2 small bunches of broccoli, sliced into small florets
1 tsp ground ginger

1 tbsp each of chopped green onion and cilantro to garnish
*This is another great pantry/veggie drawer buster. Use whatever veggies you have on hand. I have used asparagus and even al dente green beans. You truly can't mess it up if it mixed in with this sauce. 

Add cumin and sesame seeds to a dry saucepan and toast on medium heat for about a minute to bring out the flavors. 

Add the soy sauce, sesame oil, ground ginger and peanut butter. Stir until the peanut butter is totally mixed into the liquid.

Remove from heat to keep the following ingredients tasting fresh. Add the green onion, cilantro, lime juice and sweetener. Stir to combine. Set aside.

Begin preparing your pasta by bringing water to a boil in a large pot. Prepare pasta as directed on pasta package. Cook noodles until al dente.

While pasta is cooking, stir-fry the veggies. I use a wok, but feel free to use a large frying pan. Heat the cooking oil on medium high heat and then toss in your carrots, onions, broccoli and ginger. 

Saute until broccoli spears are tender [10 minutes-ish]. This process can be expedited by putting a lid or piece of aluminum foil over your pan. If pasta is ready and your veggies are still looking raw, you can also "cheat" by adding a 1/2 cup of your pasta water into your veggies to help cook them quickly.

Add the al dente noodles to the pan with the vegetables and toss until combined.

Add the sesame peanut sauce and toss to equally coat the vegetables and noodles.

Garnish with cilantro and green onion and serve.

*Sidenote: Noodles taste way better when you eat them while watching a cute someone.

Thursday, May 10, 2012

Bacon Date Jam with Brie

Last weekend, I had a "bring your own appetizer" girls' night. I had dates leftover from an earlier failed attempt to make a jam for the Bacon Takedown. I had bacon, because I have a year's supply of bacon. I also unearthed some brie from the freezer. Normally I don't have such fancy things in the depths of my freezer and pantry, but this was my lucky day. 

I ran out and grabbed some crackers for dipping and then made to die for, super easy bacon jam to spoon over my brie and warm in the oven. 

While researching possible inspirations for my bacon jam I found that dates turn into luscious jam that kind of resembles apple butter if you simply simmer them in liquid for 10-15 minutes. I chose to do a salty sweet take on it with bacon but you could absolutely do a spicy sweet version with just the dates and maybe some cinnamon and nutmeg. The world is your date jam oyster!!

Bacon Date Jam
*Makes approximately 1 cup of jam
5 slices of bacon
12-15 roughly chopped and de-pitted dates
1 cup of apple juice

*How can such a short ingredient list make something so wonderful? Because bacon in anything makes it wonderful!

Saute your bacon slices until crisp.
Remove bacon slices and pour out all but 1 tbsp of bacon grease. Chop your bacon slices. Add chopped bacon and dates to the frying pan.
 Add apple juice and stir to combine. Cover and let simmer on low for 15 minutes.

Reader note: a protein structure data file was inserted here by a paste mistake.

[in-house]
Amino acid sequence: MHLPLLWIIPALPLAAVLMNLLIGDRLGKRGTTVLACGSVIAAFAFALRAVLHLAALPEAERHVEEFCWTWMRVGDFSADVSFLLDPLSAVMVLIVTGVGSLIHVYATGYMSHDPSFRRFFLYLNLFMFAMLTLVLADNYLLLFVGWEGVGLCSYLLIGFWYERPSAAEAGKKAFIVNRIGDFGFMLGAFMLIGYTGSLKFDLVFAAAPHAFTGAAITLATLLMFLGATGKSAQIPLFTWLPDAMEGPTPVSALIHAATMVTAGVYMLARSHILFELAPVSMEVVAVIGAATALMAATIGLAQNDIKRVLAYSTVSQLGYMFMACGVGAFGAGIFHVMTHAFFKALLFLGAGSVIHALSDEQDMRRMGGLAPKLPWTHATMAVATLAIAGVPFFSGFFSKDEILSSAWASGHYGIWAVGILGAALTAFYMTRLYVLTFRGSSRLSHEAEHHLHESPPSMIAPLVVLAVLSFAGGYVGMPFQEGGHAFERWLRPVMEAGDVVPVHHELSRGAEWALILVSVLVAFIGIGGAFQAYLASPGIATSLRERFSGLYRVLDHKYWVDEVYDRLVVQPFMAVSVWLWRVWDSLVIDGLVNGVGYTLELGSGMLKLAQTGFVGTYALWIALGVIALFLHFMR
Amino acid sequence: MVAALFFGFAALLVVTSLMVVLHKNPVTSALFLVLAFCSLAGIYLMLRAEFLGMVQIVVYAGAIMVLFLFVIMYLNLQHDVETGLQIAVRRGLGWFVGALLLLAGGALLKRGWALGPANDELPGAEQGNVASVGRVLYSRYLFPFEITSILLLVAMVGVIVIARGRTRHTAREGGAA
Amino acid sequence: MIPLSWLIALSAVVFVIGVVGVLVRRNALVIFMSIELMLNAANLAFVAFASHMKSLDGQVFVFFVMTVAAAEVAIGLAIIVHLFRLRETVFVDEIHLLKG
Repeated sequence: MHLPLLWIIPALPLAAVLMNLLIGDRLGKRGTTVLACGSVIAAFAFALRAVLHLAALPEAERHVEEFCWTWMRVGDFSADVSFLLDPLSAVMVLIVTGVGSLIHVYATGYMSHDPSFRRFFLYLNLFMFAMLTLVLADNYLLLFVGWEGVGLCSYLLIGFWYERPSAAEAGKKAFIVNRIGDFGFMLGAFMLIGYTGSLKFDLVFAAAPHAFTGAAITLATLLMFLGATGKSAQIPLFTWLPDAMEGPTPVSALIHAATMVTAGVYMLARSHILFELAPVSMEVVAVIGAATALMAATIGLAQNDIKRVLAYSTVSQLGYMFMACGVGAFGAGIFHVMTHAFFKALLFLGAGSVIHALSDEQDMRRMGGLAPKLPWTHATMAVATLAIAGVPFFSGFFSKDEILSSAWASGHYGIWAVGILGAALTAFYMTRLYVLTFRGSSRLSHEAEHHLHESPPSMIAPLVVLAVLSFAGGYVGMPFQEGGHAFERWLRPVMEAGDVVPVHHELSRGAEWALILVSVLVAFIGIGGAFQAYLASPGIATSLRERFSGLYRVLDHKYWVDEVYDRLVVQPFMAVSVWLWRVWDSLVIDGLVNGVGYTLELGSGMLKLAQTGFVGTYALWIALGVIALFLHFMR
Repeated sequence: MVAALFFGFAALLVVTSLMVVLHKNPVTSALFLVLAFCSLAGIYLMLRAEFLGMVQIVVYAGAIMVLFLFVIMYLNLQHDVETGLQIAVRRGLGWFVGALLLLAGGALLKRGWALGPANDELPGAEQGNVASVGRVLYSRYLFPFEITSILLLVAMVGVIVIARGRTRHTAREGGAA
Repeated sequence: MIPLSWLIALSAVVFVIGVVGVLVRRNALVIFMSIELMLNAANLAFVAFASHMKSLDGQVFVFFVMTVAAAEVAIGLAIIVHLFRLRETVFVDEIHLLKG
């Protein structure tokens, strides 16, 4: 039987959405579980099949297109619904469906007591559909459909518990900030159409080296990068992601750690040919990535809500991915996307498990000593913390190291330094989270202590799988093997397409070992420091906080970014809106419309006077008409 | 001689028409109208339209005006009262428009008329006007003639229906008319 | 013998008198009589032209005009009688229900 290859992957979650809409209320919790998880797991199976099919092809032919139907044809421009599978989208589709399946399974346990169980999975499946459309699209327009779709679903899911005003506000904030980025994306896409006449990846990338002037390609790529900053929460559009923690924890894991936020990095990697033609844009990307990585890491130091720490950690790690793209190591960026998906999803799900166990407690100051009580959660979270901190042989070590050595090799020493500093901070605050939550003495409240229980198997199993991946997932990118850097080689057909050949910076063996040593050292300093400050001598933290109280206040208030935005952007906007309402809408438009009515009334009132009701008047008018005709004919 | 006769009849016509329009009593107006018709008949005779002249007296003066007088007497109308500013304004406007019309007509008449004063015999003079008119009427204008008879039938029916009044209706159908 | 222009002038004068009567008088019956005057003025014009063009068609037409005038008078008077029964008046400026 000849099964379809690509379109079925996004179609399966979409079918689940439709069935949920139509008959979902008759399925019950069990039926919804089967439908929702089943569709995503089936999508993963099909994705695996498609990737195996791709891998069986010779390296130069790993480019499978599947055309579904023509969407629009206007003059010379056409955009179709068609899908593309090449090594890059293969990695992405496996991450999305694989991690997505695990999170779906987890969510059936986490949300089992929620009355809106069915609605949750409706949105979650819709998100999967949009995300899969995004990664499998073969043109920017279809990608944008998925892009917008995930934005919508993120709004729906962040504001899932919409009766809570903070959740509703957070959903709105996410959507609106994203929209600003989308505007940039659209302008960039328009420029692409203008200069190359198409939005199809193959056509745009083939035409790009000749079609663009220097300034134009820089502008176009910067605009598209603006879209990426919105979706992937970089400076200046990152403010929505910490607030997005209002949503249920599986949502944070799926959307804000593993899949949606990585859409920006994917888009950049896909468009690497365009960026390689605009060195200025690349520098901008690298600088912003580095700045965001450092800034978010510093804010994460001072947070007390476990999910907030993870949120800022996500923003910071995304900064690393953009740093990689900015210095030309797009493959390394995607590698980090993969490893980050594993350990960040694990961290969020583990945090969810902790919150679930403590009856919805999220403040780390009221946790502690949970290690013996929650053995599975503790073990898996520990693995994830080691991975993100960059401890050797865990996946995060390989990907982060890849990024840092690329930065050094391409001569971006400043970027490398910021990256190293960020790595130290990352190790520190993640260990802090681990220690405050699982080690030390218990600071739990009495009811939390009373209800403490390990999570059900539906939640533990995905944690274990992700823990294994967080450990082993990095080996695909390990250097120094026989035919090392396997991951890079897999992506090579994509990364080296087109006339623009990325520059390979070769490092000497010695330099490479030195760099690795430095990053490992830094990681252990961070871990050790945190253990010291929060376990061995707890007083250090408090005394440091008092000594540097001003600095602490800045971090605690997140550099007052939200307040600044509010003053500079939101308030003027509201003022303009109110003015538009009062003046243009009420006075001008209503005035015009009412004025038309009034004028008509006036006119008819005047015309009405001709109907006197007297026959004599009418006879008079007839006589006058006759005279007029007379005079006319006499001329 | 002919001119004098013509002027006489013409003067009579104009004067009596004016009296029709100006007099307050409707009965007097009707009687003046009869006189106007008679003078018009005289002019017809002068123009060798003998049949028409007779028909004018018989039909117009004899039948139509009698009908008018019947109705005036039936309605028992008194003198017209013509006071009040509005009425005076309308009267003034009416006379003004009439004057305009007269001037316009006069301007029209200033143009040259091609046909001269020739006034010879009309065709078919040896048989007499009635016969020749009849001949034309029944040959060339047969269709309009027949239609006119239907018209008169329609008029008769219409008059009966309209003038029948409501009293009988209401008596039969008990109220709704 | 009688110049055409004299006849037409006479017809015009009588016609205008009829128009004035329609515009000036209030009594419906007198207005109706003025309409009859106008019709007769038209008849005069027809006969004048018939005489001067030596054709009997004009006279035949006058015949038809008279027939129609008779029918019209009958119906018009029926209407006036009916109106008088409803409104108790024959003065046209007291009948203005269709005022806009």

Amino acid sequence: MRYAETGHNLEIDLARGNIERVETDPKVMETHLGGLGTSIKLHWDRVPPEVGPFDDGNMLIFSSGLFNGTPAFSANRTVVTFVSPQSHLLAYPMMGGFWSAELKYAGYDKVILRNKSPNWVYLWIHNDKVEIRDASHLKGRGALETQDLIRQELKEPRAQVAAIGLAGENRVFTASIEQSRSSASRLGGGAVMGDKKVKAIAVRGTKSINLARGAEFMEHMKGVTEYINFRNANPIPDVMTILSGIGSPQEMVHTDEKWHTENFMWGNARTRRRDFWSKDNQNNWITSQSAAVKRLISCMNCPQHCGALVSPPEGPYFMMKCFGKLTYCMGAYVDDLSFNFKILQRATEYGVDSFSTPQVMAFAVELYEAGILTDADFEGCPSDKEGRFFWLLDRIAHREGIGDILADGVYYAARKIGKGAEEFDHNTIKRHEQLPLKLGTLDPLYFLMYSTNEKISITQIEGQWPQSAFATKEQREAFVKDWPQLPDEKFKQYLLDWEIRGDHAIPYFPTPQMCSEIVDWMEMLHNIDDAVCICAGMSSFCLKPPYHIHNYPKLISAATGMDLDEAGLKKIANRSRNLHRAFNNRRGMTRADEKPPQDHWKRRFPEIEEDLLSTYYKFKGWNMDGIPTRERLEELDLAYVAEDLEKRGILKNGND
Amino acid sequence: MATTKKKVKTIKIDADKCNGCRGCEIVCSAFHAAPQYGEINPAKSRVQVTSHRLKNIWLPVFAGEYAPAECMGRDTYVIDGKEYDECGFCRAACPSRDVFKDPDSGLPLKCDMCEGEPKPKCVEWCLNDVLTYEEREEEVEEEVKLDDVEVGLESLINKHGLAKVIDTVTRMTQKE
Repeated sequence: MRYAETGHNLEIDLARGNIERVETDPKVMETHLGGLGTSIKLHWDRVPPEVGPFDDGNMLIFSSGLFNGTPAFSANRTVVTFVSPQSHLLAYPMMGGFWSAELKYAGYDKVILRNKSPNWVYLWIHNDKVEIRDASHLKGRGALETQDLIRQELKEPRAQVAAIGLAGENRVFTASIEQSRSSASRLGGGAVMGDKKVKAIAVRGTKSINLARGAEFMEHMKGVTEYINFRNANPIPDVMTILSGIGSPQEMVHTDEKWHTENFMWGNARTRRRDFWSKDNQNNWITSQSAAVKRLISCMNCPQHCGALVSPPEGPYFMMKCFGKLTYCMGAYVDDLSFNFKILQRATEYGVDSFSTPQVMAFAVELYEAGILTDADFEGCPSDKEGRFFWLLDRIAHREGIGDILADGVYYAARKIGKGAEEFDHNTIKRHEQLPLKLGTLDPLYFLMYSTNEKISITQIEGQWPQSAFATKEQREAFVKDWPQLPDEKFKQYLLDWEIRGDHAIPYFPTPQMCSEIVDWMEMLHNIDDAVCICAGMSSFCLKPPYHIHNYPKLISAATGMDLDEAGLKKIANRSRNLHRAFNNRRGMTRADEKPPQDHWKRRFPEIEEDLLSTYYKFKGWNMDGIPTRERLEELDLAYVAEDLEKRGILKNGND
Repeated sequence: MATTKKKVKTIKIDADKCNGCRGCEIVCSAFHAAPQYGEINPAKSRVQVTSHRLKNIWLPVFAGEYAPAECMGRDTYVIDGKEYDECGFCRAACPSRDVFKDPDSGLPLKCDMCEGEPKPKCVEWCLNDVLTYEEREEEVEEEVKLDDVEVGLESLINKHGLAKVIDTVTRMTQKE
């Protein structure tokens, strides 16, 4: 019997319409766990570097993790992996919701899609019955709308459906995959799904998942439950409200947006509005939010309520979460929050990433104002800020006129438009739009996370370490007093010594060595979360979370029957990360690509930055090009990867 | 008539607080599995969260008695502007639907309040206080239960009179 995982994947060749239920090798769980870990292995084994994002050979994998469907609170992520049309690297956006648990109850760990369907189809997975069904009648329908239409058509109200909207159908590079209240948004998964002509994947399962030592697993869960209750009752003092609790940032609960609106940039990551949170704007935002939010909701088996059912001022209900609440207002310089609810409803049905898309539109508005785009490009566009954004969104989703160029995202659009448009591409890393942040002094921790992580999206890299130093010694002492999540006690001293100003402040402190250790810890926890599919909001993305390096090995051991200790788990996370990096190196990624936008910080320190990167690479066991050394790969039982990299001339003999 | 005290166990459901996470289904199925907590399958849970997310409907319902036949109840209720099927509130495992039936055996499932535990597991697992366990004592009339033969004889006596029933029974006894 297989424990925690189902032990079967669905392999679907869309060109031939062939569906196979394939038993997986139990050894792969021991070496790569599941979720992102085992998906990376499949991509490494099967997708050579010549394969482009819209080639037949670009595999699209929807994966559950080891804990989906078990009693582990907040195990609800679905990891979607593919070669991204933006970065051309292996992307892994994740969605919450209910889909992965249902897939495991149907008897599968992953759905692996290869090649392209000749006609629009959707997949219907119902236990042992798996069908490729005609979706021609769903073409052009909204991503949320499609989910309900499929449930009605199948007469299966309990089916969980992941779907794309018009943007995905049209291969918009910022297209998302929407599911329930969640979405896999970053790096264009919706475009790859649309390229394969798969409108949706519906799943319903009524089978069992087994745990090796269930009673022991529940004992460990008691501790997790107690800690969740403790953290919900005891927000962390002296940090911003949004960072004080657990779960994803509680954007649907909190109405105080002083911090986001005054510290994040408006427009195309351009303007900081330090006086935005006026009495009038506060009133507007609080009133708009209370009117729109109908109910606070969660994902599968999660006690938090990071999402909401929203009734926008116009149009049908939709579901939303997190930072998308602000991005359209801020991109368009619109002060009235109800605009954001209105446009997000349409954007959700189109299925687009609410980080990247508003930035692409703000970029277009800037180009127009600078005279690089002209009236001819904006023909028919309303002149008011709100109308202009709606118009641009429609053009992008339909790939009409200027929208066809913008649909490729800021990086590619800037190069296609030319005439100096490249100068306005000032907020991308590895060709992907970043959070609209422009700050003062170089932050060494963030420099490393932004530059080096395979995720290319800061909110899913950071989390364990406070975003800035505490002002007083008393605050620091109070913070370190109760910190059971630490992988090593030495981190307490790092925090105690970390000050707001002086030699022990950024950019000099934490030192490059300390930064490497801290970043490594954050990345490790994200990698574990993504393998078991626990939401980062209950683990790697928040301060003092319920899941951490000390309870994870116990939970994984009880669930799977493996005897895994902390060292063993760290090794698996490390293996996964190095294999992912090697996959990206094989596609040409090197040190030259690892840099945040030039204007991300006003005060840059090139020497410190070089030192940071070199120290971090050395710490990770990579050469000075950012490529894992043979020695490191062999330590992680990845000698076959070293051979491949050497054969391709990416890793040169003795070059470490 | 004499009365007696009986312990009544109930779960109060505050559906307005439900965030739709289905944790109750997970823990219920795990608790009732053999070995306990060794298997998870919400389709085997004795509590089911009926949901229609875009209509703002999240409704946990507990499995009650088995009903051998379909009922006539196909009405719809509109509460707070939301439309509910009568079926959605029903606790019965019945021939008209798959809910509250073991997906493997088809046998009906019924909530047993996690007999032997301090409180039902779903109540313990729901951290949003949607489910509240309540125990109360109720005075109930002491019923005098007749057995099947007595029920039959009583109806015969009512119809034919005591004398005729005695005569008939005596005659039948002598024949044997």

Stir jam and break up any remaining date pieces with a spoon.

This jam is salty sweet perfection. If serving on top of brie, spoon jam on top of brie and bake at 300 degrees for 5-10 minutes to warm the brie.

This would also be wonderful served as an accompaniment on a sharp cheese tray or, for the wild and daring, perhaps as a spread for a flatbread pizza. Roll out your dough, spread with jam and a few shavings of parmesan or pecorino. Garnish with arugula when the pizza comes out. Ugh, now I am hungry for pizza!

Tuesday, May 8, 2012

Fried Brown Rice with Bok Choy

A couple months ago, I tried my hand at healthy fried rice. It has quickly become one of my staples and an awesome pantry/ veggie drawer buster.

I always have some form of rice on hand in my pantry and am always looking for a way to use up my "end-of-week/ I desperately need to grocery shop" vegetables.

This week, I happened to have some chicken on hand that I sauteed up to go alongside the rice but there have been MANY times that I had no protein left besides eggs and substituted them in for my protein [and for that true fried rice feel].

Fried Brown Rice
1 tbsp olive oil
1 medium onion, chopped
1/2 tsp powdered ginger
Salt and pepper to taste
1 bunch of bok choy, chopped, and/or
ANY veggies that you need to use: carrots, broccoli, celery, spinach
3 cloves of garlic, chopped
1 tsp fresh, grated ginger
4 cups of cooked brown rice [you can sub any rice. I have a rice cooker and, for brown rice, place 2 cups of rice plus 5 cups of water into my rice cooker]
1 1/2 tbsp of asian beef/pho bouillon base [this is a tough item to find, I happen to have one from a visit to the Asian grocery store. It tastes like a slightly sweet beef bouillon with added spices like star anise. This can easily be replaced by adding an additional 2 tbsp of soy sauce]
4 green onions, chopped
2 tbsp soy sauce
1 tsp sesame oil
Optional: 3 eggs

I usually start my rice in my rice cooker about 15 minutes before I begin preparing the rest of the fried rice. 

If using eggs, whisk your eggs together and fry, not scramble, in a greased frying pan. Flip once. Your eggs should resemble a flat omelette. Once your eggs are cooked through, remove from the pan and cut into 1 inch squares. Set aside.